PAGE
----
He presented to us one year and seven months after his pathologic diagnosis for treatment of a single lesion measuring 1.4 x 1.0 x 1.3 cm in the Meckel’s cave contiguous with the left cranial nerve V with some extension into the prepontine cistern. This was consistent with being metastatic cancer on radiologic appearance as illustrated in Figure 1. The patient developed left forehead and cheek numbness two weeks prior to presenting to our clinic. This led to difficulty with eating secondary to numbness. Objectively, there was numbness in the left-sided ophthalmic branch of the cranial nerve V.  His other medical problems included well-controlled diabetes type 2, hypertension, depression, and various complications of his cancer treatment which impaired his functional status including leg numbness since his deep vein thrombosis (DVT) status post inferior vena cava (IVC) filter placement, cancer-related bone pain on oxycodone, fatigue, tingling and numbness in his hands, pancytopenia and osteonecrosis of the jaw. Given that this patient had widespread castration-resistant prostate cancer with a metastatic lesion causing cranial nerve dysfunction, he had a very poor prognosis. Treatment with radiotherapy was initiated without a pathologic confirmation to produce the most rapid symptomatic relief without morbidity and possible mortality associated with biopsy and surgical resection.

A radiation therapy dose of 22 Gy was given to the 50% isodose line via 17 shots, delivered via Leksell Gamma Knife produced by Elekta (Stockholm, Sweden) to the gross tumor volume (GTV) of 2.11 cc with palliative intent. The treatment plan is shown in Figure 2. Tumor coverage was 100%. Maximum dose was 44 Gy. The patient’s head was immobilized using a Gamma Knife Perfexion (Elekta, Stockholm, Sweden) head frame with metal pins. Constraints for all organs at risk were met. There were no complications from the procedure.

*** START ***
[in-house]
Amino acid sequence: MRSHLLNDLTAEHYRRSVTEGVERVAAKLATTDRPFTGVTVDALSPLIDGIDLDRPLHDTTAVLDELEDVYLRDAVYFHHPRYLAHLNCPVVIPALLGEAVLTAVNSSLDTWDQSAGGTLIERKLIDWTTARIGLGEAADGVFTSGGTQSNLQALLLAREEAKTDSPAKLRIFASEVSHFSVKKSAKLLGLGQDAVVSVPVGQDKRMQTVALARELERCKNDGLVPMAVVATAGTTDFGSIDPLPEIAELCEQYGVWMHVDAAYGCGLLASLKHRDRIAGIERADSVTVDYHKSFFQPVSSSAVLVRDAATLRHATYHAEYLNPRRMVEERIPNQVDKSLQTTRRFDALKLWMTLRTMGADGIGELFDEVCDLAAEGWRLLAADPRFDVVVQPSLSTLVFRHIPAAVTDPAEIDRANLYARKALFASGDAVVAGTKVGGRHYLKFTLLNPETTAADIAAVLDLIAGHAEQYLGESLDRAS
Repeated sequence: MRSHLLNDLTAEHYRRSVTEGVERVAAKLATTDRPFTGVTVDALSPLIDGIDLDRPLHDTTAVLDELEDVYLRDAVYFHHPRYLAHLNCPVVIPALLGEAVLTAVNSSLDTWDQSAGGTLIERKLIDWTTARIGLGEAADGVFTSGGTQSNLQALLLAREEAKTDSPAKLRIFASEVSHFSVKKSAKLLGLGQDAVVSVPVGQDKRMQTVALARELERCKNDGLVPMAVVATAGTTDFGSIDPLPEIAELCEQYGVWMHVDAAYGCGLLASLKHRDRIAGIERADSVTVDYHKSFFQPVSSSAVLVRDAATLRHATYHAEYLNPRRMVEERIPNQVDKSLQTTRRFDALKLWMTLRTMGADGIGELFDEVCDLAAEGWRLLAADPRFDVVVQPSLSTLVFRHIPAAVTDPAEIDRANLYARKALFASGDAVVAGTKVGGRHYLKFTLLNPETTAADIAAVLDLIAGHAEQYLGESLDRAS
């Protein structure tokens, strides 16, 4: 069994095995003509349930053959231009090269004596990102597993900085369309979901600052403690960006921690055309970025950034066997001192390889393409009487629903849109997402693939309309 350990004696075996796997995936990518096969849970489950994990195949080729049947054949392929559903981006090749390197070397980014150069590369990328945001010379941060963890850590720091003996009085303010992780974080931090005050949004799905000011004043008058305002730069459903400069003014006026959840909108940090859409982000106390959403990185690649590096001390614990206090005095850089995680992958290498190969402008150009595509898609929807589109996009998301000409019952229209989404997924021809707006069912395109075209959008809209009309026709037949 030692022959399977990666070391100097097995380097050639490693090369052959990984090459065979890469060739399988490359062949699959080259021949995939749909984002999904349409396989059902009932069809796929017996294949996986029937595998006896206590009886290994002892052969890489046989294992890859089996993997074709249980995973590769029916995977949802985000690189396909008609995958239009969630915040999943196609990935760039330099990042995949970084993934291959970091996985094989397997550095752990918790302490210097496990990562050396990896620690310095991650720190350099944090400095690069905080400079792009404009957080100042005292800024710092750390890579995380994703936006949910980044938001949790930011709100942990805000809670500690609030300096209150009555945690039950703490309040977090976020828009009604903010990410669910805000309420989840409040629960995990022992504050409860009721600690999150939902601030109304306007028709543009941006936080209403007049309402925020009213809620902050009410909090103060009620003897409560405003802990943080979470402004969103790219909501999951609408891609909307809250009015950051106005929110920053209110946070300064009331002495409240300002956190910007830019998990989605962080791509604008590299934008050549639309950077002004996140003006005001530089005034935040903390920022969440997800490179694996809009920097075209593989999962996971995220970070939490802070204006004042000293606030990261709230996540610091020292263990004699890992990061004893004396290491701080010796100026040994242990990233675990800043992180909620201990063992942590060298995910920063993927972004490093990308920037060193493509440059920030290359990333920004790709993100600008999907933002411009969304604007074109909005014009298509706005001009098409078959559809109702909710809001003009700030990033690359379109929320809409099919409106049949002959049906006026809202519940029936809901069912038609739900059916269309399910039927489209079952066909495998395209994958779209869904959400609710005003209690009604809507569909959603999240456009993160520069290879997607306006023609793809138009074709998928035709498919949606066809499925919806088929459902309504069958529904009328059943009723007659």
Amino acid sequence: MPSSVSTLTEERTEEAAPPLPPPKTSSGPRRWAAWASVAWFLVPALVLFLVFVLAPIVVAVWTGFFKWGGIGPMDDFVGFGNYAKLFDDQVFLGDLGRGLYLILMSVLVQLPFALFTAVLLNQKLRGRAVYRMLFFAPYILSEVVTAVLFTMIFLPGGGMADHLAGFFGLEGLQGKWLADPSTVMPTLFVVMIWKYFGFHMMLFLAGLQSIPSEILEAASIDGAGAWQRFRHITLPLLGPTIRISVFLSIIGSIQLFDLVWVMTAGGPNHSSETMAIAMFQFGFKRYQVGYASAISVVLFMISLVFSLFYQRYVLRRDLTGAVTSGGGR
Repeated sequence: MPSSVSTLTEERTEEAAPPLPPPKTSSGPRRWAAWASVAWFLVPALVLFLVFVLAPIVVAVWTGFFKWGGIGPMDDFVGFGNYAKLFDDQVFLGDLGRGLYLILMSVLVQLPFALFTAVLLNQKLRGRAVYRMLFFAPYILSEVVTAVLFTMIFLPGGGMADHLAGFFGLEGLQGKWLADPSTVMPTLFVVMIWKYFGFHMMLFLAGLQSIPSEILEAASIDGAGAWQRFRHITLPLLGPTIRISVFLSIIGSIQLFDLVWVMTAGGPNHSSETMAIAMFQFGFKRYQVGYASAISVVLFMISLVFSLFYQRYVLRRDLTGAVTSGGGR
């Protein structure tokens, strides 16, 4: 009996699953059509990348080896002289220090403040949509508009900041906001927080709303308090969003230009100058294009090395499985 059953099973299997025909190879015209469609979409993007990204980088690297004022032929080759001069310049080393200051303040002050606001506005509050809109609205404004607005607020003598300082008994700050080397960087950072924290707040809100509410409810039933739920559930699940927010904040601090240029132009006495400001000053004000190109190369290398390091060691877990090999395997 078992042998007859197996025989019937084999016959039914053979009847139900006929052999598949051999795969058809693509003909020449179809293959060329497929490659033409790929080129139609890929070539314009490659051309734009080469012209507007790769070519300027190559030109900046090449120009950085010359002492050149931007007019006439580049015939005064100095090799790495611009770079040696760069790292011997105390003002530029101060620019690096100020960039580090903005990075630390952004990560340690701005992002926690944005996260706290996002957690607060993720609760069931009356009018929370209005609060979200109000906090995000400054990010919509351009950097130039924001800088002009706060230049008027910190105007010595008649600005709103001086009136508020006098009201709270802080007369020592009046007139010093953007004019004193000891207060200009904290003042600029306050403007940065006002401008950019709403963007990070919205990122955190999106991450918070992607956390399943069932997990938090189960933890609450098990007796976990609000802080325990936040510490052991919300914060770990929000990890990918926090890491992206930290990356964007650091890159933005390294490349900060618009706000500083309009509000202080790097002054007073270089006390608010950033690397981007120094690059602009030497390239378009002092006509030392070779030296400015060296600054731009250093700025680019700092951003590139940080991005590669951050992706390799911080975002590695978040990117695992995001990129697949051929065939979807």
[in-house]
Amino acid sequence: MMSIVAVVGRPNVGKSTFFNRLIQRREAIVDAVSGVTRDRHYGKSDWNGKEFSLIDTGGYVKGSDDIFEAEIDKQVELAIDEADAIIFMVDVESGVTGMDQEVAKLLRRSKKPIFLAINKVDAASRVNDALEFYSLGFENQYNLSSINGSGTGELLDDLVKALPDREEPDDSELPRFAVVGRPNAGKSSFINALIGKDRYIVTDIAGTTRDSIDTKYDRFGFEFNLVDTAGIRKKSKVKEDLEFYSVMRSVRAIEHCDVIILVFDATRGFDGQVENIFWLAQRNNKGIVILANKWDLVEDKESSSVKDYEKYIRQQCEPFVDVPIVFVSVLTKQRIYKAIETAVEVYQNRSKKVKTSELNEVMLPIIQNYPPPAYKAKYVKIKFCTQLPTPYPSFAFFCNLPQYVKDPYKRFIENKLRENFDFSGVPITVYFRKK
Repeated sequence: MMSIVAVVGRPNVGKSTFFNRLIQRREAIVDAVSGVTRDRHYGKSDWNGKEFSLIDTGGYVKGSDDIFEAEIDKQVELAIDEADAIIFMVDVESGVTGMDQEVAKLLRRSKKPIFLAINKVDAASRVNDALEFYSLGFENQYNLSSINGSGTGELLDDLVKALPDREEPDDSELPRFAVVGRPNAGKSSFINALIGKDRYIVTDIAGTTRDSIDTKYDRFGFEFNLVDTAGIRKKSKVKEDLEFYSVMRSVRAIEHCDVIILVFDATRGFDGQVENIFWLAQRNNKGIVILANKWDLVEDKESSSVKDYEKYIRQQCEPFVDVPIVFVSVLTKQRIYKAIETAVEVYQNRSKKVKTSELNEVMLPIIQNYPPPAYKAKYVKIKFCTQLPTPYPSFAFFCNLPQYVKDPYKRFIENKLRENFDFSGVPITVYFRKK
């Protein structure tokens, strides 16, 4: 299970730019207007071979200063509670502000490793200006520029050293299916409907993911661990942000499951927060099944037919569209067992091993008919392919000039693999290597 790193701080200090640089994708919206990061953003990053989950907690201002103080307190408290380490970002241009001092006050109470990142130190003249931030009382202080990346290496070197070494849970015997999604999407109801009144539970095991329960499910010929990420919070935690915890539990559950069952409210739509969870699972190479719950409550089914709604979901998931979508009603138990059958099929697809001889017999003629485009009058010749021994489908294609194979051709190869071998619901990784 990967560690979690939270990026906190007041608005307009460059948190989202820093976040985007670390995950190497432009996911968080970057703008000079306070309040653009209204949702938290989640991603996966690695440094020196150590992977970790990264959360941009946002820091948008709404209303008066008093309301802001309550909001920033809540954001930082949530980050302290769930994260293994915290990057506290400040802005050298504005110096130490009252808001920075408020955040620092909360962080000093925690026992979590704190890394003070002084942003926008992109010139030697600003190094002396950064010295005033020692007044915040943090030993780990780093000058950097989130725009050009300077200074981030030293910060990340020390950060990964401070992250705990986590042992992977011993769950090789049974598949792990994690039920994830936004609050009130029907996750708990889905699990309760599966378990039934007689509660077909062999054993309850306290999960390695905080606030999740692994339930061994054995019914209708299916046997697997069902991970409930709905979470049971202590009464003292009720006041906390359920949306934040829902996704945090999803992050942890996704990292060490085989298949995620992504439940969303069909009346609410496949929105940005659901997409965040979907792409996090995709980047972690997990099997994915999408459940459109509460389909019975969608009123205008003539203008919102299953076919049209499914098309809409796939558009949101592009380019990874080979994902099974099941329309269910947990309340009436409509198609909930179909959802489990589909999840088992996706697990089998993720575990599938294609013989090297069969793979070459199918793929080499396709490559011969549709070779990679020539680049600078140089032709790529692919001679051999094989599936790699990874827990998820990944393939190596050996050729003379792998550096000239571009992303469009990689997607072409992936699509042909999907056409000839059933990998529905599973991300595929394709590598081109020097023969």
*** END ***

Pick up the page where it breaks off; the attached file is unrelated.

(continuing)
On a one-month follow-up, the patient’s facial sensation has improved, leading to a better ability to eat. No additional cranial nerve dysfunction or other neurologic deficits were noted. No side effects attributable to Gamma Knife radiosurgery were observed. The patient decided to stop undergoing systemic chemotherapy soon after his last follow-up visit with us stating that chemotherapy caused fatigue and that the infusion center visits took up too much of his time. The patient elected to go home on hospice care. Unfortunately, the patient died three months after the Gamma Knife procedure. No new neurologic deficits or Gamma Knife side effect were recorded.



Metastatic prostate cancer to the Meckel’s cave

Only one case report and one case series clearly document cases presenting this condition. In the first, there was a patient with a 3.4 x 4 cm skull base tumor with its epicenter located in a completely obliterated Meckel’s cave. The patient had worsening gait, left-sided facial weakness, disorientation, speech, and numbness from pontomesencephalic cranial nerve and temporal lobe compression. Biopsy, angiography, and surgical resection via petrosal approach were performed. The lesion was determined to be metastatic prostate adenocarcinoma. No additional metastatic lesions or whether there was a mass at the primary site were reported. At two months, all of the patient’s signs had improved. No further information about the outcome of this case was reported [4]. In the second case, it was reported that a patient had a facial palsy with cranial nerve (CN) V and XII involvement by undifferentiated carcinoma, presumably from the prostate gland, but no treatment or details of radiological findings were reported [3].


While biopsy or pathology from a resection specimen is ideal for diagnosis, it is not always readily accessible especially in a case when it would lead to significant morbidity and possibly mortality. In a large retrospective study, the rate of mortality from a biopsy of cavernous sinus and Meckel’s cave lesions was 2%, permanent cranial nerve deficits occurred in 4% of cases, and 14% of the biopsies were non-diagnostic [5]. The yield of the tumor biopsy is particularly low in patients whose tumor appearance on imaging is consistent with clinical presentation. In these cases, treatment without a tissue diagnosis may be appropriate [5]. This is particularly so in our patient in whom his tumor caused cranial nerve dysfunction leading to a very poor prognosis and for whom expedited palliation was needed.